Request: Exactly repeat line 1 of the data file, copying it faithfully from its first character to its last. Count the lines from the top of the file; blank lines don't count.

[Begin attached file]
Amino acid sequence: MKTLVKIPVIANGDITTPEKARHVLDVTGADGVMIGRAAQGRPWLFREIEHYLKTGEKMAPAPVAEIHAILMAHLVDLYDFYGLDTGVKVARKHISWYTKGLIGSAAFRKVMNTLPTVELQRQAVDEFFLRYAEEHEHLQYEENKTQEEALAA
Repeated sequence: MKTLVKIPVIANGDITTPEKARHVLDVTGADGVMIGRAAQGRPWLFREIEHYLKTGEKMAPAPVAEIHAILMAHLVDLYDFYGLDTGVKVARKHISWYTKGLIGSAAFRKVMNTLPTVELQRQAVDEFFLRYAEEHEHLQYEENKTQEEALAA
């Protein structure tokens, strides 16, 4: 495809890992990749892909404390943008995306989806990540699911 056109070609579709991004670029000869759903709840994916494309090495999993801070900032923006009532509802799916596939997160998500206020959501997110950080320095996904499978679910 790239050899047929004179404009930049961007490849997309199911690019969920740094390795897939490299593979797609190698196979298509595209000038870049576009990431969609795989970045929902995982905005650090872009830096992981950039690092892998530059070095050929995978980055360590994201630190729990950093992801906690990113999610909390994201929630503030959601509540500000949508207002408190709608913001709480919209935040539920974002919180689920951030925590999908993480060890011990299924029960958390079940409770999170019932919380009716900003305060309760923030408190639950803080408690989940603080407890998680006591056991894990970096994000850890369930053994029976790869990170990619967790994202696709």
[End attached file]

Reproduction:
Amino acid sequence: MKTLVKIPVIANGDITTPEKARHVLDVTGADGVMIGRAAQGRPWLFREIEHYLKTGEKMAPAPVAEIHAILMAHLVDLYDFYGLDTGVKVARKHISWYTKGLIGSAAFRKVMNTLPTVELQRQAVDEFFLRYAEEHEHLQYEENKTQEEALAA